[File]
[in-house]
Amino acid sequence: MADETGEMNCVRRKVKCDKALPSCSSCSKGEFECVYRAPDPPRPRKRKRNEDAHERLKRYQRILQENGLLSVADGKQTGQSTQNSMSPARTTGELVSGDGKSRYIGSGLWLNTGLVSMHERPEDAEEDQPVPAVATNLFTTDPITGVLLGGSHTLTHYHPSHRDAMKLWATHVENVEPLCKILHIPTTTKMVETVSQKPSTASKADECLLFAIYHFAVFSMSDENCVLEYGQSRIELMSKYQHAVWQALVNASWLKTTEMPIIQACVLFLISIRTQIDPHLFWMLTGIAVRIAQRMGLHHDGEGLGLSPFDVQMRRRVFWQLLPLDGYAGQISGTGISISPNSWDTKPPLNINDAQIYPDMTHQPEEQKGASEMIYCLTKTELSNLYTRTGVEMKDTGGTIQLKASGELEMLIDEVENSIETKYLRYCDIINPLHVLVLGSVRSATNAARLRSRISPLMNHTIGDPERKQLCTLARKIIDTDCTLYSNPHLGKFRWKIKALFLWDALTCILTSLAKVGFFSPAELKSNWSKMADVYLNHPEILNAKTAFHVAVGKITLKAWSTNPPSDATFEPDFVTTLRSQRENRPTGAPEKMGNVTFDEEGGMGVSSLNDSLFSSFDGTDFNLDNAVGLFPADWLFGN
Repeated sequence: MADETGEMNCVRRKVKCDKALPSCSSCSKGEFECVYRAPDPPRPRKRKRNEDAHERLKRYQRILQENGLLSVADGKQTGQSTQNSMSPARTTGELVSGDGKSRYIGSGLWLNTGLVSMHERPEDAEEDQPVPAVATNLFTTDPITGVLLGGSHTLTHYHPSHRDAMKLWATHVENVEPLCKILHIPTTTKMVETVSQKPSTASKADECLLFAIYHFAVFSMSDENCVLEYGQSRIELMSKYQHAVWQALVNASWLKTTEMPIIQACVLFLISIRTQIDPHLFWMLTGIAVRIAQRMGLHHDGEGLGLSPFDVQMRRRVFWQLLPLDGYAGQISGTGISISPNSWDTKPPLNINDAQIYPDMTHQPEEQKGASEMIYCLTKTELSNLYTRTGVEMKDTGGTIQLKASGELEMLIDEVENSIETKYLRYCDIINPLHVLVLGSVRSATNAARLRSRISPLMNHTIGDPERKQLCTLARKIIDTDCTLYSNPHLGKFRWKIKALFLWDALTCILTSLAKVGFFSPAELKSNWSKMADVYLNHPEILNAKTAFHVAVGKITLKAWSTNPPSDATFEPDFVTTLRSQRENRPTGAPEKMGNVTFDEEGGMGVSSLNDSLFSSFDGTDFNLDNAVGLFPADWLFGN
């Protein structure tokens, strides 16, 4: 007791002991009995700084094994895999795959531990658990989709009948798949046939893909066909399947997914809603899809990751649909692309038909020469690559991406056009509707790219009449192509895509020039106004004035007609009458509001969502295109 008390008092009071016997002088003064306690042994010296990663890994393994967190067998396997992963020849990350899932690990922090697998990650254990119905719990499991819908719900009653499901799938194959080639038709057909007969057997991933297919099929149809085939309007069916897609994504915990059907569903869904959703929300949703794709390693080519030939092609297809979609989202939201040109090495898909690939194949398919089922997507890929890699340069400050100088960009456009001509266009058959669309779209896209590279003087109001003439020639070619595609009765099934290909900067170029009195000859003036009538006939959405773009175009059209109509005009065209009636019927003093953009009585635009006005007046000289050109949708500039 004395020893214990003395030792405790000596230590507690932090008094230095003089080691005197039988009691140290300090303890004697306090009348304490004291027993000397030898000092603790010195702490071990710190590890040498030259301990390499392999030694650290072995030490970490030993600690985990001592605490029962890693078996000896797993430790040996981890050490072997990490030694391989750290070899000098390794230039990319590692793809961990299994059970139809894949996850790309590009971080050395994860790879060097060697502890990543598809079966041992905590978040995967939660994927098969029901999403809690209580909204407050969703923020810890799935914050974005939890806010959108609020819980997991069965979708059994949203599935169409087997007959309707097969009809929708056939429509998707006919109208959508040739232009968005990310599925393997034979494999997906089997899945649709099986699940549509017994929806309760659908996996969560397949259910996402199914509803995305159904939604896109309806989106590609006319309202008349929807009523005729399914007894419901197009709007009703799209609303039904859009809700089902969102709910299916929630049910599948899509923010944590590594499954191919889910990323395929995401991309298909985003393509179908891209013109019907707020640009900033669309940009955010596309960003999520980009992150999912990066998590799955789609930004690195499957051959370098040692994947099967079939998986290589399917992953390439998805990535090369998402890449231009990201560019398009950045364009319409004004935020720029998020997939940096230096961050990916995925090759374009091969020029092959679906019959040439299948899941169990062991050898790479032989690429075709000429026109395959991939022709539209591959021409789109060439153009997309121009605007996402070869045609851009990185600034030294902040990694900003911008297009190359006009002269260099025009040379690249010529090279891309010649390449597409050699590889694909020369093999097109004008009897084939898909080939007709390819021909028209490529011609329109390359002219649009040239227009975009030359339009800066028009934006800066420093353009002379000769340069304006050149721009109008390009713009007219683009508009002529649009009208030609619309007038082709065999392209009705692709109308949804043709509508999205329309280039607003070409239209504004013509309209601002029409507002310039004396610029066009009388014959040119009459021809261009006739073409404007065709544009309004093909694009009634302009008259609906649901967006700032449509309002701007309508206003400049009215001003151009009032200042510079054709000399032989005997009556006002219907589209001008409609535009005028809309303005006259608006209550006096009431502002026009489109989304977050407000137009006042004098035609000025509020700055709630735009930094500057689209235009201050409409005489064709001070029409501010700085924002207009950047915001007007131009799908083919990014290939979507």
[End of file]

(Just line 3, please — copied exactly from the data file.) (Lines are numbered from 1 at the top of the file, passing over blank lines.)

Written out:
Repeated sequence: MADETGEMNCVRRKVKCDKALPSCSSCSKGEFECVYRAPDPPRPRKRKRNEDAHERLKRYQRILQENGLLSVADGKQTGQSTQNSMSPARTTGELVSGDGKSRYIGSGLWLNTGLVSMHERPEDAEEDQPVPAVATNLFTTDPITGVLLGGSHTLTHYHPSHRDAMKLWATHVENVEPLCKILHIPTTTKMVETVSQKPSTASKADECLLFAIYHFAVFSMSDENCVLEYGQSRIELMSKYQHAVWQALVNASWLKTTEMPIIQACVLFLISIRTQIDPHLFWMLTGIAVRIAQRMGLHHDGEGLGLSPFDVQMRRRVFWQLLPLDGYAGQISGTGISISPNSWDTKPPLNINDAQIYPDMTHQPEEQKGASEMIYCLTKTELSNLYTRTGVEMKDTGGTIQLKASGELEMLIDEVENSIETKYLRYCDIINPLHVLVLGSVRSATNAARLRSRISPLMNHTIGDPERKQLCTLARKIIDTDCTLYSNPHLGKFRWKIKALFLWDALTCILTSLAKVGFFSPAELKSNWSKMADVYLNHPEILNAKTAFHVAVGKITLKAWSTNPPSDATFEPDFVTTLRSQRENRPTGAPEKMGNVTFDEEGGMGVSSLNDSLFSSFDGTDFNLDNAVGLFPADWLFGN